The Internet has made our lives easier in so many ways. However, you need to know how you can protect your privacy and avoid fraud. With all of the personally identifiable information we share on social sites – Hackers have only become more adept at locating that information and using it to gain access to our accounts.
What’s worse, if you’re on social media while at work and connected to the corporate network and your account gets hacked, you’ve now made your entire company vulnerable.
Social media represents the largest modern threat vector – it has more connectivity (billions of people), it’s more trusted (everyone is your friend) and its less visibility (simply by its nature) than any other communication or business platform.
Security teams need to join their sales, marketing and customer success groups in the digital era, follow social media security best practices and implement risk monitoring and remediation technology around social media to secure their organization’s future.
In the case of social media accounts, you should make absolutely sure the email they are linked to has as much protection as possible. It’s a single point of failure. since everyone gets their password reset emails there. That’s the major way people get in.
#Cybersecurity This incident serves as a reminder that anyone with an online account can be vulnerable to a #cyberattack, over 22% of internet users reported that their online accounts have been #hacked at least once, and more than 14% said that they were hacked more than once. https://t.co/KInBBtjSbX— YUSUPH KILEO (@YUSUPHKILEO) September 11, 2019
Tips for Securing your Social Media Accounts
Create a unique email for social media. If you are compromised, hackers won’t have access to any other valuable information.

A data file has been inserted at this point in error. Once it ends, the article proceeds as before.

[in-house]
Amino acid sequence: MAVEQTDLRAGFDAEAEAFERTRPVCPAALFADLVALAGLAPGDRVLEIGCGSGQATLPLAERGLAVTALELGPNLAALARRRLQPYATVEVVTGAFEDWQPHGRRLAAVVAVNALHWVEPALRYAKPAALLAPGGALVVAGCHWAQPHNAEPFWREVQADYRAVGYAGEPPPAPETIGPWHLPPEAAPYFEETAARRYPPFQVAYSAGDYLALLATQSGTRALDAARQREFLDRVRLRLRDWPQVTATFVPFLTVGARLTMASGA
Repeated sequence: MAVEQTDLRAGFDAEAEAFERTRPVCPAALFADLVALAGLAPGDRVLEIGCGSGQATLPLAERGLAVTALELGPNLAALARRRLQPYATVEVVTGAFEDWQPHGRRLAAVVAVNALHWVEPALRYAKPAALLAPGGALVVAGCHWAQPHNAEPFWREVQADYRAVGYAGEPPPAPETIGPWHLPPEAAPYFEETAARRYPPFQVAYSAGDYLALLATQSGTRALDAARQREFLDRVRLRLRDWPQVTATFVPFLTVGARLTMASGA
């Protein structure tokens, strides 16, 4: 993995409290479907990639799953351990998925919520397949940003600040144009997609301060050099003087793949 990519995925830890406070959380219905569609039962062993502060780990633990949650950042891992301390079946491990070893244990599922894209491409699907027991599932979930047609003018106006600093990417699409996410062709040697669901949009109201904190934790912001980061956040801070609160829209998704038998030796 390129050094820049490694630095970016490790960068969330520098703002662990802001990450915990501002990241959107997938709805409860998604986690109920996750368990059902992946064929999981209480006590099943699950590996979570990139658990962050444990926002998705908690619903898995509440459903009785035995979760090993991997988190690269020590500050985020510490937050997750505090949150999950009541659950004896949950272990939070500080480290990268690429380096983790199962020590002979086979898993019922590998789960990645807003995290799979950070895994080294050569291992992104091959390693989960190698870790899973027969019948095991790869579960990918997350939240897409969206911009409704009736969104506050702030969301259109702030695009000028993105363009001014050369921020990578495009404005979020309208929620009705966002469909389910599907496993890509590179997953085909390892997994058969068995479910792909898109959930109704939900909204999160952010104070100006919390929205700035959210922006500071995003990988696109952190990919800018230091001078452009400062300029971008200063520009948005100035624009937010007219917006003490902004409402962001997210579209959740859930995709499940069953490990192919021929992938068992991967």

Limit Biographical Information. Many social media websites require biographical information to open an account –You can limit the information made available to other social media users.
Enable two-factor authentication. This is one of the best methods for protecting your accounts from unauthorized access.
Close unused accounts. With security, you can’t take the approach of ‘out of sight, out of mind,’ so it’s best to terminate your account altogether if it’s no longer in use.
Update mobile apps regularly. These updates can protect you from threats that have already been identified.
Practice good password hygiene. Pick a “strong” password, keep it secure, change it frequently, and Use different passwords for different accounts.
#Infosec We strongly advise users to— YUSUPH KILEO (@YUSUPHKILEO) August 25, 2019
Use unique,complicated passwords for all your accounts
Avoid posting any personal details that might allow hackers to guess your security questions
Always use comprehensive security software that can keep you protected from the latest threats https://t.co/JCBNXtG6kE
Monitor your accounts regularly. The sooner you notice suspicious activity, the sooner you can recover your account.
Secure your mobile devices. If your mobile devices are linked to your social media accounts, make sure that these devices are password protected in case they are lost or stolen.
Adjust the default privacy settings. Lock down your account from the start. Select who can see what posts, when and what information is shown on your profile, to who.
Be mindful accessing accounts on public wireless.If you have to connect, log completely out of your account after your session.
Accept friend requests selectively. There is no obligation to accept a “friend” request of anyone you do not know or do not know well. Fake accounts are often used in social engineering.
Use caution with public computers or wireless connections. Try to avoid accessing your social media accounts on public or other shared computers. But if you must do so, remember to log out completely by clicking the “log out” button on the social media website to terminate the online session.
Limit 3rd party app usage. Only authorize legitimate applications, and be sure to read the details of what you are authorizing the particular app to have access to.
One of the biggest risks to organization’s #Infosec is often not a weakness in the technology control environment, Rather it is the action/inaction by employees & other personnel that can lead to security incidents - We need to invest more on effective #Cybersecurity awareness! pic.twitter.com/6BsGKF4s1K— YUSUPH KILEO (@YUSUPHKILEO) September 10, 2019
What do I do If I’ve Been Hacked?
First things, don’t panic. If possible, log into your account and change your password.
Review the recent activity on the account and delete anything that was not posted by you.
If you find spam, be sure to report it.
Check your bank account and other accounts to ensure that they were not also compromised.
At this point, enable two-factor authentication.
In addition, you should know that Social media provide support to recover your account.